If all mysteries kept me on the edge of my seat, not knowing what to expect next, not knowing who to suspect, and were just this damn trippy at times, I would probably read way more of them.

I really don’t know what to say about this book without spoilers, and I honestly think it’s better going into it not knowing much about it. I didn’t even re-read the synopsis before I started it, so I could read it with fresh eyes and no preconceived notions (I think I remembered something about a journalist, and some reclusive film dude, and that was all).

From the beginning, it’s so good! So good! I barely managed to remember to write while I was reading this because I didn’t want to put it down. There are so many twists, so many wheels within wheels. I loved it. I absolutely loved every “WTF?!” moment of it.

I didn’t get super attached to the characters, which is weird for me and a book I loved, but I’m fine with it. I feel weird about calling this a plot-driven novel, because characters are kind of the main focus, but I’m pretty sure that’s what this is. Kind of. I don’t know, oh my gosh. Ok, both are important and drive the story forward.

Anyway… I freaking loved this book and I can not wait to read more from Marisha Pessl ASAP, and I highly recommend this one if you like mysteries.

I rated this one 5 out of 5 stars, and it was probably my favorite autumn read.

Posted in books, reading challenges

Autumn Reading Challenges

Autumn is coming! Autumn is coming! I’m so excited 😀 Ok, so autumn isn’t my favorite season (allergies suck, ugh), winter is, buuuut… I still love autumn.

Maybe it’s because it’s the promise of winter arriving soon, or because of Halloween (!!!), or because my birthday is 2 weeks before Halloween, or any number of other things, but I love autumn. Not as much as winter, but a lot.

This year, I’ve been in a reading funk and I haven’t been in the mood for the genres I reach for the most. For the past few days, I’ve really been feeling darker books (horror, thrillers, mysteries, gothic lit, etc.), and I’ve been searching for reading events/challenges, read-a-thons, etc. that center around those genres. And I found some!

R.eaders I.mbibing P.eril Challenge

This challenge that runs from September 1st through October 31st is one I think I’ve heard of, and possibly participated in a long time ago. It’s now being hosted by My Capricious Life and Estella’s Revenge, and it sounds like a really relaxed, fun thing, with several “Perils” (levels) to choose from. I’m going with Peril the First, which is to read four books for the challenge.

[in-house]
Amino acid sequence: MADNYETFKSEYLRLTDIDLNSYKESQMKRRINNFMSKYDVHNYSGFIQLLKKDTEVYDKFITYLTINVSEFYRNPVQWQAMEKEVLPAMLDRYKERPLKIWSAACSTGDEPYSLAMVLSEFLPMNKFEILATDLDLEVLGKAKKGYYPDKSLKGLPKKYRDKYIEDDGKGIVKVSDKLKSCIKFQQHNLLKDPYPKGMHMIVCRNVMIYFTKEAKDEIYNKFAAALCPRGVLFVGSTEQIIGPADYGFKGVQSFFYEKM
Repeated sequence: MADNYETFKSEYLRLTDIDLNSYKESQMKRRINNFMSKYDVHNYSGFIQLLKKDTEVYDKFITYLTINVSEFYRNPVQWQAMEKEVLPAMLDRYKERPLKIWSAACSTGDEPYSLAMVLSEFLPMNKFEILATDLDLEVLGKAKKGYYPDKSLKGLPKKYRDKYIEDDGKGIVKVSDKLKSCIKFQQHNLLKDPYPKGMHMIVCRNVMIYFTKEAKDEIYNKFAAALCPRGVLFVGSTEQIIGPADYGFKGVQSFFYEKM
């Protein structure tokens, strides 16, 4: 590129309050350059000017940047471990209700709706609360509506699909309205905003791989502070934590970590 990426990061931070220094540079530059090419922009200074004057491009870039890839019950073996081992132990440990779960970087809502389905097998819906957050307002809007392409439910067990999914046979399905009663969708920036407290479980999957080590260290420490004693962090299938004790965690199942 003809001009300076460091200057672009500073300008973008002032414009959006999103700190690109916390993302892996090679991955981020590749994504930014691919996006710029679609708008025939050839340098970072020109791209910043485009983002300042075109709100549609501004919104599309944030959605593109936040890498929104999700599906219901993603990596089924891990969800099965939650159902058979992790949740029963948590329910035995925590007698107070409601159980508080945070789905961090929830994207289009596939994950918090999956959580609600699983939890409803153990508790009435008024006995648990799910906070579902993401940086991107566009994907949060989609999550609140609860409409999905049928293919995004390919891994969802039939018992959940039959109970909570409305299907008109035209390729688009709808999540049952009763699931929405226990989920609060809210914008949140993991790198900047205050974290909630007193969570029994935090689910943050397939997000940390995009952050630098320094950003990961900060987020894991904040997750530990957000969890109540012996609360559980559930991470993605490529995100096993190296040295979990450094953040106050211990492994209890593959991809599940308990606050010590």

Some of my possible reading choices for this challenge:

I’m also thinking about reading some Agatha Christie and/or Sir Arthur Conan Doyle for this one.

If anyone wants to buddy-read any of these, please let me know because I’d love to partner up to talk about them!

#FrightFall Readathon

This one is hosted by Seasons of Reading and runs from October 1st-31st, and (as far as I can tell), the only requirement is to read at least one scary book. I’ve been itching for good horror books for ages, so I’m really excited for this one, and I hope I find something that actually scares me.

If you guys have any suggestions for truly terrifying reads, let me know in the comments!

Gothic September– Edgar Allan Poe read along

For this month, I’m joining this read along hosted by Castle Macabre and it’s So! Exciting! ❤ I love Edgar Allan Poe, and I’m definitely going to try to keep up with the schedule.


Bookish Bingo: Fall 2017



I came across this one, hosted by Pretty Deadly Reviews, by accident, and it looks like fun! This seasonal bingo runs from through the autumn season. I’m not sure how well I’ll do, but I love bookish bingo, so I’m going to play. (I wonder if you can count a graphic novel for “Illustrations…” If so, I’ve got one square already.)

I’ve already thought of some picks for about 6 of these, so yay!





And, there’s also a Dewey’s 24 Hour Readathon coming around on October 21st! I’ve missed the last, like, 4 of these, so I’m hoping to remember this time and actually participate.


Whew! That’s a ton of things to (hopefully) inspire me to read a bit more, and more broadly, for the next 2-3 months. I’m super excited about all of these, and I can’t wait to post wrap-ups and see how many things I managed to complete.